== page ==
ADcumen Leadership Development program Workshop 4– Competitive Analysis.
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ADcumen Leadership Development program Workshop 4– Competitive Analysis
Agenda Review –Where we’ve been Where are we at presentations Group work Where are we now presentations Determine Teacher Pilot Program enrollment criterion Decision re final session
Recap - Understanding your market Four Simple Steps to Understanding Your Market 1.Understand your value What problem does your product solve? How does your product compare with the competition? Who will buy it and why? How will you reach them? 2.Survey the competitive landscape 3.Understand your target market 4.Plan your sales campaign
Market Who buys your product? Market Who buys your product? Need What will they use it for? Need What will they use it for? Pain What does your solution offer that others don’t/What problem does it solve? Pain What does your solution offer that others don’t/What problem does it solve? Solution How does your solution solve the problem and remove the pain? Solution How does your solution solve the problem and remove the pain?
Knowing Your Market Two kinds of research: 1.Primary research -Going directly to the prospective customers 2.Secondary research - Census and demographic data.
Who wants what you sell – Do they have a real need for the product I intend to sell? Why do they want it? - What problem does your product solve? Where are they? How many of them are they - How many of these people who have this need are potential customers? How much are they spending to address that need today? How different is my product from what is being sold today? Typical Research Questions:
Understanding competitive strengths and weaknesses: SWOT Analysis: Strengths; Weaknesses; Opportunities; Threats SWOT Analysis is a simple but useful framework for analysing your organization's strengths and weaknesses, and the opportunities and threats that you face. It helps you focus on your strengths, minimize threats, and take the greatest possible advantage of opportunities available to you. SWOT Analysis can be used to "kick off" strategy formulation, or in a more sophisticated way as a serious strategy tool. You can also use it to get an understanding of your competitors, which can give you the insights you need to craft a coherent and successful competitive position. When carrying out your SWOT Analysis, be realistic and rigorous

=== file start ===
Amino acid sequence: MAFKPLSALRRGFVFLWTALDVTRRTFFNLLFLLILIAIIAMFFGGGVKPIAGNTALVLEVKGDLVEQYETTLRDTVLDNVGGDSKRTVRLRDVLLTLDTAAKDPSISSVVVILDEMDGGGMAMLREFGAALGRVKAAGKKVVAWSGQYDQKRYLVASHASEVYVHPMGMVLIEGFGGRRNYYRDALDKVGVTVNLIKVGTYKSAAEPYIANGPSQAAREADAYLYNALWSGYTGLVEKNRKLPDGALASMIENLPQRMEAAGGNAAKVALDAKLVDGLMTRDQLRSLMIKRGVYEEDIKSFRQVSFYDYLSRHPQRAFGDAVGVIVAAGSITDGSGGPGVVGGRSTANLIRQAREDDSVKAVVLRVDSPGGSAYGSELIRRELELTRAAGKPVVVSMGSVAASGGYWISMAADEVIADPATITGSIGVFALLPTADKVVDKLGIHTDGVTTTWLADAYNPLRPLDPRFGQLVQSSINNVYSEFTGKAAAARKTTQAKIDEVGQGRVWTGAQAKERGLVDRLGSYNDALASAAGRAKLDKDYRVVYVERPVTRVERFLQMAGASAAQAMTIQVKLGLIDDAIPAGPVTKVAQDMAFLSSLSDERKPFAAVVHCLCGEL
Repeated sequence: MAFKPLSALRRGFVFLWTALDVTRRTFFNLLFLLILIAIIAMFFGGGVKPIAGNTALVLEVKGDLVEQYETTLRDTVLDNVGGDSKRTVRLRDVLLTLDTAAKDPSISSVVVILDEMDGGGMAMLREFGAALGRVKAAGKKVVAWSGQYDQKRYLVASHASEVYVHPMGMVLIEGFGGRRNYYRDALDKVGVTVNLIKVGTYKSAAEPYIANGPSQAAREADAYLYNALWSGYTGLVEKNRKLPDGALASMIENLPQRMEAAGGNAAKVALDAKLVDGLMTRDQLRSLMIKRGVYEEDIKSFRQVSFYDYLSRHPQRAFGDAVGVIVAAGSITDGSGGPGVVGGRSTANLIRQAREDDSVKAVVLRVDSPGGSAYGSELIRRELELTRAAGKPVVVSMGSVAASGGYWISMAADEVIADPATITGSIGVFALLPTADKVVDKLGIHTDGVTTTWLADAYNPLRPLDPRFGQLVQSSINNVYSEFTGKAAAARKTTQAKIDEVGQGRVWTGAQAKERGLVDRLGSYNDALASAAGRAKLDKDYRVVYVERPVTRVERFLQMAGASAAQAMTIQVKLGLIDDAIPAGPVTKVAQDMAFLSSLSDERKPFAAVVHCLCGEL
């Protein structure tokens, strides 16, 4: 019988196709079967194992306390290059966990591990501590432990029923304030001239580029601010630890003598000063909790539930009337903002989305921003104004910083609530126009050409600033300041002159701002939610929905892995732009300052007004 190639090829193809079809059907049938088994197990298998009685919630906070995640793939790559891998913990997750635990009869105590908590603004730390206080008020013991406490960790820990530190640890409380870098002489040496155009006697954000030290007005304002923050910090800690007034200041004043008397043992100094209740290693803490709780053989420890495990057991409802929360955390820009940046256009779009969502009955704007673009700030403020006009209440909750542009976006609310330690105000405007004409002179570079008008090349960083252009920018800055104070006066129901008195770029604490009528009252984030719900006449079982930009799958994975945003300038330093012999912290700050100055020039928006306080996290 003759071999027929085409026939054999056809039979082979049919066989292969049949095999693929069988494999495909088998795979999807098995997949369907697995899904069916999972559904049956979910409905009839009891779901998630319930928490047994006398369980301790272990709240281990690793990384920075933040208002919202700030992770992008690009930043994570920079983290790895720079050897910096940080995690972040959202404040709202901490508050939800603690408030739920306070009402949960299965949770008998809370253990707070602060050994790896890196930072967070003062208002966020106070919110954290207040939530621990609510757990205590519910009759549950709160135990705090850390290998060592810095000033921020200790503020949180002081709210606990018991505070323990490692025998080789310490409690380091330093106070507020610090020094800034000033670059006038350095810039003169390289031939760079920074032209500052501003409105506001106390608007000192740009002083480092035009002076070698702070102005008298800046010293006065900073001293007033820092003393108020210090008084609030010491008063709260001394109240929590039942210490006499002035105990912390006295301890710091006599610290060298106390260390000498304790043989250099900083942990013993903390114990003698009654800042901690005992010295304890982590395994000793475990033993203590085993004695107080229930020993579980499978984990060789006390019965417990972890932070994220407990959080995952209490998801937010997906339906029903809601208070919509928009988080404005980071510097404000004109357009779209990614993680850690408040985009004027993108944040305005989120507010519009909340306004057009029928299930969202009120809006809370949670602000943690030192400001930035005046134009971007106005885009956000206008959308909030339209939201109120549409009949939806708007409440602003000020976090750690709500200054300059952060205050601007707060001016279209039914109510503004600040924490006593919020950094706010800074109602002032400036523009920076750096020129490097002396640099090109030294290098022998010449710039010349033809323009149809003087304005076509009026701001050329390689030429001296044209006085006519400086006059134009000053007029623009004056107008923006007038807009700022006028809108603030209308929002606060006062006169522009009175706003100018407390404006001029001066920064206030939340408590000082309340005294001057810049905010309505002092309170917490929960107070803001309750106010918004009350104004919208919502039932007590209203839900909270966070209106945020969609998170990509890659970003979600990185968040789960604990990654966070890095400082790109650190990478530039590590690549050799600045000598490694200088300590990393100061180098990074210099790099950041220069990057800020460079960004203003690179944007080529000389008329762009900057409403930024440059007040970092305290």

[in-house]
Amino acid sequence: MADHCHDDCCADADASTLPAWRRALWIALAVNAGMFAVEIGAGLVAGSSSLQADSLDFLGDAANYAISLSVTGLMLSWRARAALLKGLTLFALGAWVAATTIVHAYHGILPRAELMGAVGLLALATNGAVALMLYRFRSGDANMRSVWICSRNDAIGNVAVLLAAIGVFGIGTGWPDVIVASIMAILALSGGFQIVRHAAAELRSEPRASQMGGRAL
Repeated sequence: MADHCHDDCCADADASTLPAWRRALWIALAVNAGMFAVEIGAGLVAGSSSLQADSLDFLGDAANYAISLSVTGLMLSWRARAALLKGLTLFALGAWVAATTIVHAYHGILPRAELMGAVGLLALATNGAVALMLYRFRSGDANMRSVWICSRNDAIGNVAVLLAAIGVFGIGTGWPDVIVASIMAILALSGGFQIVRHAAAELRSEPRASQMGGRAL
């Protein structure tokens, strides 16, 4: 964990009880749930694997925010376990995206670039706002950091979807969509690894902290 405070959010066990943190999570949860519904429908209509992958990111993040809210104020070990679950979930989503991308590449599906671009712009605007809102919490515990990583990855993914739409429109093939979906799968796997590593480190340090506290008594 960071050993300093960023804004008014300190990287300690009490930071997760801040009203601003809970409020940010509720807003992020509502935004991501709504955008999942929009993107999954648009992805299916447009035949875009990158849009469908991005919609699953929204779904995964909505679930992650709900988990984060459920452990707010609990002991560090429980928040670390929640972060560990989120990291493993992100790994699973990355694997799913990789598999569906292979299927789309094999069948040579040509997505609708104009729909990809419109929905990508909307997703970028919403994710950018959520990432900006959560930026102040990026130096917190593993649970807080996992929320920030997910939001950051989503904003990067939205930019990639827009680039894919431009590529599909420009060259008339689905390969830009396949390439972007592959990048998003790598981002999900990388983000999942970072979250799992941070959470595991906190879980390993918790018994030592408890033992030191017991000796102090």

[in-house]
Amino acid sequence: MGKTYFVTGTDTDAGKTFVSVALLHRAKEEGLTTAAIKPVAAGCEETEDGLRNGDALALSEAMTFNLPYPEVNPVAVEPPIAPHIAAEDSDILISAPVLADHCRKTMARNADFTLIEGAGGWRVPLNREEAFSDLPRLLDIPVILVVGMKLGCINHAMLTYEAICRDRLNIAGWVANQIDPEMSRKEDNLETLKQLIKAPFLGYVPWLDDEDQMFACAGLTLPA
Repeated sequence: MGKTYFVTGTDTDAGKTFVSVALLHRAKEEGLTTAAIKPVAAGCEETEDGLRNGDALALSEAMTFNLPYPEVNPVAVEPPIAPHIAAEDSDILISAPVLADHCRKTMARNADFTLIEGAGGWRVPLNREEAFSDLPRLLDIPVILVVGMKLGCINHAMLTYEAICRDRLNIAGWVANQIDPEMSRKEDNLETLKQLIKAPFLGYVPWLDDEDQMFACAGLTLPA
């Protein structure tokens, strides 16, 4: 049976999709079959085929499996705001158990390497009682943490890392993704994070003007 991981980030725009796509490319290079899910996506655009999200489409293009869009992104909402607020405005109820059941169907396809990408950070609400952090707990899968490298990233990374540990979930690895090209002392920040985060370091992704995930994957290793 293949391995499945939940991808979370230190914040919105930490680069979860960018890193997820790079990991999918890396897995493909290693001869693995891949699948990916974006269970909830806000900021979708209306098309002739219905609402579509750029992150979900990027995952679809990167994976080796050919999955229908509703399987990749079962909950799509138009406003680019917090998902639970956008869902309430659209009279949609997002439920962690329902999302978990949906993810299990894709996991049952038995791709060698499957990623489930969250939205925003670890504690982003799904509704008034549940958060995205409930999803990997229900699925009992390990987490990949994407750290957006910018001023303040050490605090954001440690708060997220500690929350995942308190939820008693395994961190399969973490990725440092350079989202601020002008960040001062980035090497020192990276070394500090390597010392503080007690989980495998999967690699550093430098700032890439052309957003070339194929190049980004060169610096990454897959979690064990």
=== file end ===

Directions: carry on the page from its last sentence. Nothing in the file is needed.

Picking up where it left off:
Understanding competitive strengths and weaknesses: PEST analysis: The PEST analysis is a useful tool for understanding market growth or decline, and as such the position, potential and direction for a business. By understanding your environment, you can take advantage of the opportunities and minimize the threats. A PEST analysis is a business measurement tool. PEST is an acronym for Political, Economic, Social and Technological factors, which are used to assess the market for a business or organizational unit. The PEST analysis headings are a framework for reviewing a situation, and can be used to review a strategy or position, direction of a company, a marketing proposition, or idea.
Some people prefer to use different flavours of PEST Analysis. PESTLE/PESTEL: Political, Economic, Sociological, Technological, Legal, Environmental. PESTLIED: Political, Economic, Social, Technological, Legal, International, Environmental, Demographic. STEEPLE: Social/Demographic, Technological, Economic, Environmental, Political, Legal, Ethical. SLEPT: Social, Legal, Economic, Political, Technological. Other forms of PEST – PESTLE, PESTLIED, STEEPLE and SLEPT:
Porter's Five Forces Looks at multiple aspects of the industry’s competitive structure and economic environment, including: The bargaining power of buyers, The bargaining power of suppliers, The threat of substitute products. The threat of new entrants, and The idea is to look at each of these factors and determine the degree to which they increase competition in the industry. If the forces are strong, they increase competition; if the forces are weak they decrease competition.
Competitive Analysis Understanding your competitive strengths and weaknesses is a prerequisite to developing a winning marketing strategy. The Competitor Rating CalculatorThe Competitor Rating Calculator allows you to rate your offering against that of up to five main competitors. Competitors can be rated on the basis of the most important factors in the purchasing decision. Bar and radar charts are automatically generated based on the ratings input. The ratings are then adjusted on the basis of the importance/weighting you have given to each of the factors in the purchasing decision The weighted ratings are automatically calculated and bar and radar charts are generated. A Total Competitive Score is also calculated and a corresponding Bar Chart is produced. A Total Adjusted Competitive Score is also calculated and a corresponding Bar Chart is produced.
Building a Business Case Feasibility Study or Project Justification Report Clarify/confirm criteria needed to be fulfilled to justify starting or continuing the project or group – i.e. What do the decision-makers need to see in order to approve the project or its continuation? Business Case A Business Case justifies the start-up of a project. It includes a description of the business problem or opportunity, the costs and benefits of each alternative solution, and the recommended solution for approval. ROI Analysis An ROI analysis is method of analysis that helps determine if purchasing something is worth the cost by taking into account both initial costs and ongoing costs. Compares the magnitude and timing of investment gains directly with the magnitude and timing of investment costs.